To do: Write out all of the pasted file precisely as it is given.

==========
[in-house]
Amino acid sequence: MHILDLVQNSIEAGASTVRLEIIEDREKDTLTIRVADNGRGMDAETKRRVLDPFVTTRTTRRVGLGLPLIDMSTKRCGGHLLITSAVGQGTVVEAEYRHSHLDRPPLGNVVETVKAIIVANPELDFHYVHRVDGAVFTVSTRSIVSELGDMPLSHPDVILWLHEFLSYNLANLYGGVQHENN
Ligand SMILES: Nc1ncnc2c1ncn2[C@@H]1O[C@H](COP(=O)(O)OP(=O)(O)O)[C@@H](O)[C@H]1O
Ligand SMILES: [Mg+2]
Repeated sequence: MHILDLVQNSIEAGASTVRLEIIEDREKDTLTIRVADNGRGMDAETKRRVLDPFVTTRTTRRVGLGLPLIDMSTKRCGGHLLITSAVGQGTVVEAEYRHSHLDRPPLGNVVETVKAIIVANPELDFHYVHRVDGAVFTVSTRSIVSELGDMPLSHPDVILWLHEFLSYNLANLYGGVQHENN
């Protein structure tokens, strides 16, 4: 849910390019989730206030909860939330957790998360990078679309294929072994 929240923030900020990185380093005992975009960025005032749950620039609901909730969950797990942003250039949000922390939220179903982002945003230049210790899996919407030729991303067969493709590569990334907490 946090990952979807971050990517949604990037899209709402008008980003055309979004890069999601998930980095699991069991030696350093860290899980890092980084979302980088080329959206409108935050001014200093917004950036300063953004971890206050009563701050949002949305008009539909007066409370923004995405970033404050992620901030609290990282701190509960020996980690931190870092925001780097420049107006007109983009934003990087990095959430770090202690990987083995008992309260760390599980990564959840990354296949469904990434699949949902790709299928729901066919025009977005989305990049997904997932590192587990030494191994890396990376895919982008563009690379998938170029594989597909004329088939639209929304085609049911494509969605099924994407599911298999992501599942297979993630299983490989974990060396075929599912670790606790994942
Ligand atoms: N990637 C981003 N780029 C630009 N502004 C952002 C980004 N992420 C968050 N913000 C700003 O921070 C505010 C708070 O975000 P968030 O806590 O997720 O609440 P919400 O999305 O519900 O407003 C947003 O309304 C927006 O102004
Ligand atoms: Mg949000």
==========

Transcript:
[in-house]
Amino acid sequence: MHILDLVQNSIEAGASTVRLEIIEDREKDTLTIRVADNGRGMDAETKRRVLDPFVTTRTTRRVGLGLPLIDMSTKRCGGHLLITSAVGQGTVVEAEYRHSHLDRPPLGNVVETVKAIIVANPELDFHYVHRVDGAVFTVSTRSIVSELGDMPLSHPDVILWLHEFLSYNLANLYGGVQHENN
Ligand SMILES: Nc1ncnc2c1ncn2[C@@H]1O[C@H](COP(=O)(O)OP(=O)(O)O)[C@@H](O)[C@H]1O
Ligand SMILES: [Mg+2]
Repeated sequence: MHILDLVQNSIEAGASTVRLEIIEDREKDTLTIRVADNGRGMDAETKRRVLDPFVTTRTTRRVGLGLPLIDMSTKRCGGHLLITSAVGQGTVVEAEYRHSHLDRPPLGNVVETVKAIIVANPELDFHYVHRVDGAVFTVSTRSIVSELGDMPLSHPDVILWLHEFLSYNLANLYGGVQHENN
């Protein structure tokens, strides 16, 4: 849910390019989730206030909860939330957790998360990078679309294929072994 929240923030900020990185380093005992975009960025005032749950620039609901909730969950797990942003250039949000922390939220179903982002945003230049210790899996919407030729991303067969493709590569990334907490 946090990952979807971050990517949604990037899209709402008008980003055309979004890069999601998930980095699991069991030696350093860290899980890092980084979302980088080329959206409108935050001014200093917004950036300063953004971890206050009563701050949002949305008009539909007066409370923004995405970033404050992620901030609290990282701190509960020996980690931190870092925001780097420049107006007109983009934003990087990095959430770090202690990987083995008992309260760390599980990564959840990354296949469904990434699949949902790709299928729901066919025009977005989305990049997904997932590192587990030494191994890396990376895919982008563009690379998938170029594989597909004329088939639209929304085609049911494509969605099924994407599911298999992501599942297979993630299983490989974990060396075929599912670790606790994942
Ligand atoms: N990637 C981003 N780029 C630009 N502004 C952002 C980004 N992420 C968050 N913000 C700003 O921070 C505010 C708070 O975000 P968030 O806590 O997720 O609440 P919400 O999305 O519900 O407003 C947003 O309304 C927006 O102004
Ligand atoms: Mg949000």